Thermal impact of 3D stacking photonic and electronic chips

Researchers investigate how the thermal penalty of 3D integration can be minimized
07 December 2023
Hybrid, 3D integrated optical transceiver
Hybrid, 3D integrated optical transceiver. (A,B) The test setup: the photonic chip (PIC) is placed on a circuit board (green), and the electronic chip (EIC) is bonded on top of the photonic chip. (C) is a cross-section of the EIC-PIC assembly with µbumps. (D) Shows the mesh of the finite element model. Credit: The Authors, doi: 10.1117/1.JOM.4.1.011004.

Recent advancements in AI and more specifically large language models such as ChatGPT have put a strain on data centers. AI models require huge amounts of data to train, and in order to move data between the processing units and memory, efficient communication links become necessary. For long distance communication, fiber optics has already been the go-to solution for decades. For short distance intra-data center communication, the industry is now also starting to adopt fiber optics due to its great performance compared to classical electrical links. Recent technological developments now even enable the switch from electrical to optical interconnect for very small distances, such as the communication between chips inside the same package.

This requires a conversion of the data stream from the electrical to the optical domain, which happens in the optical transceiver. Silicon photonics is the most widely used technology for fabricating these optical transceivers. The active photonic devices inside the chip (modulators and photodetectors) still require a connection with electronic drivers for powering the devices and reading the incoming data. Stacking the electronic chip (EIC) right on top of the photonic chip (PIC) by means of 3D stacking technology realizes a very tight integration of the components with low parasitic capacitance.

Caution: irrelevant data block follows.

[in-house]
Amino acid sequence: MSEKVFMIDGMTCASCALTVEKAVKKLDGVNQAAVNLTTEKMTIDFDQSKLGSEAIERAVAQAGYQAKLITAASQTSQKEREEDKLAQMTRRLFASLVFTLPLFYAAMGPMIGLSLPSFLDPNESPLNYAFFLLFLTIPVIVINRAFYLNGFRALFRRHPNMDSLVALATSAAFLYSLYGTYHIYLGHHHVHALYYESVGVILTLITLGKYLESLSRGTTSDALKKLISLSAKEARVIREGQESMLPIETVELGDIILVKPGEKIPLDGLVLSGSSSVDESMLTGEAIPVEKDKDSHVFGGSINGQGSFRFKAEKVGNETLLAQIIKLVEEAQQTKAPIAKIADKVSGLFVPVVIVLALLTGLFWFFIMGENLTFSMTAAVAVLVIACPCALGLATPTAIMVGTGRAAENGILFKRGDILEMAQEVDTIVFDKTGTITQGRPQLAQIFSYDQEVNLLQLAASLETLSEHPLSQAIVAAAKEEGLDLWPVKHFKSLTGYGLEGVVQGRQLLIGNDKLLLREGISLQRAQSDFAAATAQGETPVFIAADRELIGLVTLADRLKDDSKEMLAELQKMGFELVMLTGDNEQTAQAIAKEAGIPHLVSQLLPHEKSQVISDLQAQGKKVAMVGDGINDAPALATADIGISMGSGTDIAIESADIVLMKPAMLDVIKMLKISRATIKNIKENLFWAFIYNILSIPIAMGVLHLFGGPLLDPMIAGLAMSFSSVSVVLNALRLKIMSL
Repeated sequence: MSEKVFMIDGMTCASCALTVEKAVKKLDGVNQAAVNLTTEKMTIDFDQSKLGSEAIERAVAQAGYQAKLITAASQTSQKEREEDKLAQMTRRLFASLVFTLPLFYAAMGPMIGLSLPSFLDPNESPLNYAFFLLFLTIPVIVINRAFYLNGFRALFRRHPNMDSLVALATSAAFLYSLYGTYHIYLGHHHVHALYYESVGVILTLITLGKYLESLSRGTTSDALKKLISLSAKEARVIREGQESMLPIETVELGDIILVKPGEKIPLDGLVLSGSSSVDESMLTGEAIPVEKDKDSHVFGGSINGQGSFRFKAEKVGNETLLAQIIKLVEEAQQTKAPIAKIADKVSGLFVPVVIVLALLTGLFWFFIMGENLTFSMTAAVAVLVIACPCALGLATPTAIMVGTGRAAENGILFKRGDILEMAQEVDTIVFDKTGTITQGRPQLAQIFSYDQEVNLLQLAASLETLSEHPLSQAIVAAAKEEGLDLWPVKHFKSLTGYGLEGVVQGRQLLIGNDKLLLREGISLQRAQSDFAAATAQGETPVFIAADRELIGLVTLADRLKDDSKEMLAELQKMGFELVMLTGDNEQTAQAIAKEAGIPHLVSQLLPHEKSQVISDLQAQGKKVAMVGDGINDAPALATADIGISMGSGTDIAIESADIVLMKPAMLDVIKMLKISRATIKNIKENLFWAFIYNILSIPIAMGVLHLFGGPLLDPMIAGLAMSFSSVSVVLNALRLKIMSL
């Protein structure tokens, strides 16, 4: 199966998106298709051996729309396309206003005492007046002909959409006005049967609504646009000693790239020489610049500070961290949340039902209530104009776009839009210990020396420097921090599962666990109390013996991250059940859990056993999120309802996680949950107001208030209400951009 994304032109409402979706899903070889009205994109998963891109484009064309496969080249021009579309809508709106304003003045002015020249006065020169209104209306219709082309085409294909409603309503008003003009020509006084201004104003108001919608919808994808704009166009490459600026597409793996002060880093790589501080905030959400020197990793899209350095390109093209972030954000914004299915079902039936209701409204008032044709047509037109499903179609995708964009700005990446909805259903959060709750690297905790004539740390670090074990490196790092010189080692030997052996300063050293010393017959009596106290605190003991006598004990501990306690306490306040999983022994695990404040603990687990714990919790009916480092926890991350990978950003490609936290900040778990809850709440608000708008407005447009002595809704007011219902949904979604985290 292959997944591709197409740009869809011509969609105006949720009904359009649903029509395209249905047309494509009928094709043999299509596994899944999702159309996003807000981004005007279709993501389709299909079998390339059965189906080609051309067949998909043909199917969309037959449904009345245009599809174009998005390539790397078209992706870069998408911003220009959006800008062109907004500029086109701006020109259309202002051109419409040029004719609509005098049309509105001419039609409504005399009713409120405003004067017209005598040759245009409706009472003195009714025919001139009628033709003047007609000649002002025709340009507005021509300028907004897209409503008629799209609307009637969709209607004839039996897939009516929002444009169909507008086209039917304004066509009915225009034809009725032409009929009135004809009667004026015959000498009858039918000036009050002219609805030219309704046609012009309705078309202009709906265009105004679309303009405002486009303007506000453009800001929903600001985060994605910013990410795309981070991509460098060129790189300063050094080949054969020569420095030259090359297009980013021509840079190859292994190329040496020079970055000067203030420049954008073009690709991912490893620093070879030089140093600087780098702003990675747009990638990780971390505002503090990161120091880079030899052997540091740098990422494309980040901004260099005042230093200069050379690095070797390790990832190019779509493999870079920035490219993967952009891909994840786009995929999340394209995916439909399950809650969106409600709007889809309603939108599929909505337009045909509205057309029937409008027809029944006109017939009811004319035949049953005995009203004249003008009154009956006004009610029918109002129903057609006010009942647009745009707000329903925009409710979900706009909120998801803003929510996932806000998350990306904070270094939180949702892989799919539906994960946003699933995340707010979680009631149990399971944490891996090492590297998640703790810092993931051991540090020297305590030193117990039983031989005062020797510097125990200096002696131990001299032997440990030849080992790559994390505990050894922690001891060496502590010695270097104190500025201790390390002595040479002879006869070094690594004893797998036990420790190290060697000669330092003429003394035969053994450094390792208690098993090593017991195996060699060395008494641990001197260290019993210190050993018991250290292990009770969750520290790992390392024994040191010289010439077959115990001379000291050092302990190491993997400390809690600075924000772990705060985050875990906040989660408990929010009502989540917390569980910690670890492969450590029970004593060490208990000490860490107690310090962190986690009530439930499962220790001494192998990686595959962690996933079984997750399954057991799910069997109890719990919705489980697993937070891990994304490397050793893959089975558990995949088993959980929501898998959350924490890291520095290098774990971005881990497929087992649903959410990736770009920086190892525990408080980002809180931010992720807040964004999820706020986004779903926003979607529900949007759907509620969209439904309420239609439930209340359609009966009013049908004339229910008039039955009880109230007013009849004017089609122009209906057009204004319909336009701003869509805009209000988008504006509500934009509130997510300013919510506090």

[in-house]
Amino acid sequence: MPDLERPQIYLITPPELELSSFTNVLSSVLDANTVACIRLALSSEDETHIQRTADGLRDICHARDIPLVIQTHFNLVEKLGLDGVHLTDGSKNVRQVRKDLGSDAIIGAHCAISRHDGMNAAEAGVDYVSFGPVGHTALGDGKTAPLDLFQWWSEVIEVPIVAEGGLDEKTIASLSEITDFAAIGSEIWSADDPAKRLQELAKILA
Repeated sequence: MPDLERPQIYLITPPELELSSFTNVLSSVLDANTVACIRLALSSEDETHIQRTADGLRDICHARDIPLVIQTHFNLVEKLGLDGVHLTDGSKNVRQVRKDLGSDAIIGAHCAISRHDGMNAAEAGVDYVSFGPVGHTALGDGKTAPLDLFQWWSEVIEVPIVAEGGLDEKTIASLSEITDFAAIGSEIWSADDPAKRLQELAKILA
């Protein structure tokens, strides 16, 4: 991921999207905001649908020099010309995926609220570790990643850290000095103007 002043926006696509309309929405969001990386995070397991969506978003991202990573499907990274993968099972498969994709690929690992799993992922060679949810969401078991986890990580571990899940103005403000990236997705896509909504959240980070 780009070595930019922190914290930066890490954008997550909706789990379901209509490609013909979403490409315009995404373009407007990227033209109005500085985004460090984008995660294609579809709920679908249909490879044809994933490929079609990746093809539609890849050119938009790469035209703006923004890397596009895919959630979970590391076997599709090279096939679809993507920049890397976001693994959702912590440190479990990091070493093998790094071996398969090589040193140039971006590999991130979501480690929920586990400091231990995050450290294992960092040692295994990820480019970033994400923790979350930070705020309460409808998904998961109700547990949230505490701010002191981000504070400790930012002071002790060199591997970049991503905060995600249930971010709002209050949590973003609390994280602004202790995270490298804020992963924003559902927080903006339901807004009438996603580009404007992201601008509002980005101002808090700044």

In research recently published in the Journal of Optical Microsystems, the thermal impact of this 3D integration is investigated. The design of the photonic chip consists of an array of ring modulators, which are known for their temperature sensitivity. In order to operate in a demanding environment, such as a data center, they need active thermal stabilization. This is implemented in the form of integrated heaters. For energy efficiency reasons, it is obvious that the power required for thermal stabilization should be minimized.

The research team from KU Leuven and imec in Belgium measured the heater efficiency of the ring modulators experimentally before and after flip-chip bonding of the EIC on the PIC. A relative loss of -43.3% in efficiency was found, which is a significant impact. Furthermore, 3D finite element simulations attributed this loss to heat spreading in the EIC. This heat spreading should be avoided, because in the ideal case all heat that is generated in the integrated heater is contained close to the photonic device. The thermal crosstalk between the photonic devices also increased by up to +44.4% after bonding the EIC, which complicates the individual thermal control.

Quantifying the thermal impact of 3D photonic-electronic integration is important, but so is the prevention of heater efficiency loss. For this reason, a thermal simulation study was conducted where typical design variables were changed with the goal of increasing the heater efficiency. It is shown that by increasing the spacing between µbumps and the photonic device, and by decreasing the interconnect linewidth, the thermal penalty of 3D integration can be minimized.

Read the Gold Open Access paper by Coenen at al., “Thermal modeling of hybrid three-dimensional integrated, ring-based silicon photonic–electronic transceiversJ. Opt. Microsys. 4(1) 011004 (2023) doi: 10.1117/1.JOM.4.1.011004.

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